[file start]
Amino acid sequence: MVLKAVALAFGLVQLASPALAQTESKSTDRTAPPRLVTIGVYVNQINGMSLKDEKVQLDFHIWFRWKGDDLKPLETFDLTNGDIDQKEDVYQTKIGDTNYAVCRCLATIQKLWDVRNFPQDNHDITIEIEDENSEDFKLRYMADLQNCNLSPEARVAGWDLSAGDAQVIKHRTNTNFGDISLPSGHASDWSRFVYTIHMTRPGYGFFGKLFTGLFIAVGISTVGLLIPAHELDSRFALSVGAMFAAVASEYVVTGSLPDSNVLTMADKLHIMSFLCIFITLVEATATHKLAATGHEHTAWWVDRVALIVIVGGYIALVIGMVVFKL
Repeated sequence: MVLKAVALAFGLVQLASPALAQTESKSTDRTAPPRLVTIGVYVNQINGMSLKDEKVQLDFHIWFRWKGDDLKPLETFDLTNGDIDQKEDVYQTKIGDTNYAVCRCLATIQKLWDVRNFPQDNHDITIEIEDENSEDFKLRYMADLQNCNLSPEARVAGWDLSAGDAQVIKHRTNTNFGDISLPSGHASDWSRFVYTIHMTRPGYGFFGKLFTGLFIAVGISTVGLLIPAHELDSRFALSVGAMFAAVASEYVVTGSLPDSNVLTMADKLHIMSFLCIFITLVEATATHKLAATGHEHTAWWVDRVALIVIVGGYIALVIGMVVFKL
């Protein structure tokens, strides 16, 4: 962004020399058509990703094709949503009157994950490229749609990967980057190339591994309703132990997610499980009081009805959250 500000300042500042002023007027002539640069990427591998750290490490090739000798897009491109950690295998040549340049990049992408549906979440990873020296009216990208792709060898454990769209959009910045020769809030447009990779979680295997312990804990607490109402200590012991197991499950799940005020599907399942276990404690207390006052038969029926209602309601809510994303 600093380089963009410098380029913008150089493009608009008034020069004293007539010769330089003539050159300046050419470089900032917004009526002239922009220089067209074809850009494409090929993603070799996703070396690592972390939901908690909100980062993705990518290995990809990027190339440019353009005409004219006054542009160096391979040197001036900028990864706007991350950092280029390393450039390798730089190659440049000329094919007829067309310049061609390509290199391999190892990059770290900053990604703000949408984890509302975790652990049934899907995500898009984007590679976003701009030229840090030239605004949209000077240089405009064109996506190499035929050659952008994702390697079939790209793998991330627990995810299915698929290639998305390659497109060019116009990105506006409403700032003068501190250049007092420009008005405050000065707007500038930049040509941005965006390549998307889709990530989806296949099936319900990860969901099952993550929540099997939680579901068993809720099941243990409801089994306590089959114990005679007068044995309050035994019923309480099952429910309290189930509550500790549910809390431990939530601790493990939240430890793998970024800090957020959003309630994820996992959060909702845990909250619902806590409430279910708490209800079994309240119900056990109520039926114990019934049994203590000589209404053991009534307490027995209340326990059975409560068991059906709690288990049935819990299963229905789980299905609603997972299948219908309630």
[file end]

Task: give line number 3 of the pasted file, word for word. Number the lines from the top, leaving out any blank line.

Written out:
């Protein structure tokens, strides 16, 4: 962004020399058509990703094709949503009157994950490229749609990967980057190339591994309703132990997610499980009081009805959250 500000300042500042002023007027002539640069990427591998750290490490090739000798897009491109950690295998040549340049990049992408549906979440990873020296009216990208792709060898454990769209959009910045020769809030447009990779979680295997312990804990607490109402200590012991197991499950799940005020599907399942276990404690207390006052038969029926209602309601809510994303 600093380089963009410098380029913008150089493009608009008034020069004293007539010769330089003539050159300046050419470089900032917004009526002239922009220089067209074809850009494409090929993603070799996703070396690592972390939901908690909100980062993705990518290995990809990027190339440019353009005409004219006054542009160096391979040197001036900028990864706007991350950092280029390393450039390798730089190659440049000329094919007829067309310049061609390509290199391999190892990059770290900053990604703000949408984890509302975790652990049934899907995500898009984007590679976003701009030229840090030239605004949209000077240089405009064109996506190499035929050659952008994702390697079939790209793998991330627990995810299915698929290639998305390659497109060019116009990105506006409403700032003068501190250049007092420009008005405050000065707007500038930049040509941005965006390549998307889709990530989806296949099936319900990860969901099952993550929540099997939680579901068993809720099941243990409801089994306590089959114990005679007068044995309050035994019923309480099952429910309290189930509550500790549910809390431990939530601790493990939240430890793998970024800090957020959003309630994820996992959060909702845990909250619902806590409430279910708490209800079994309240119900056990109520039926114990019934049994203590000589209404053991009534307490027995209340326990059975409560068991059906709690288990049935819990299963229905789980299905609603997972299948219908309630």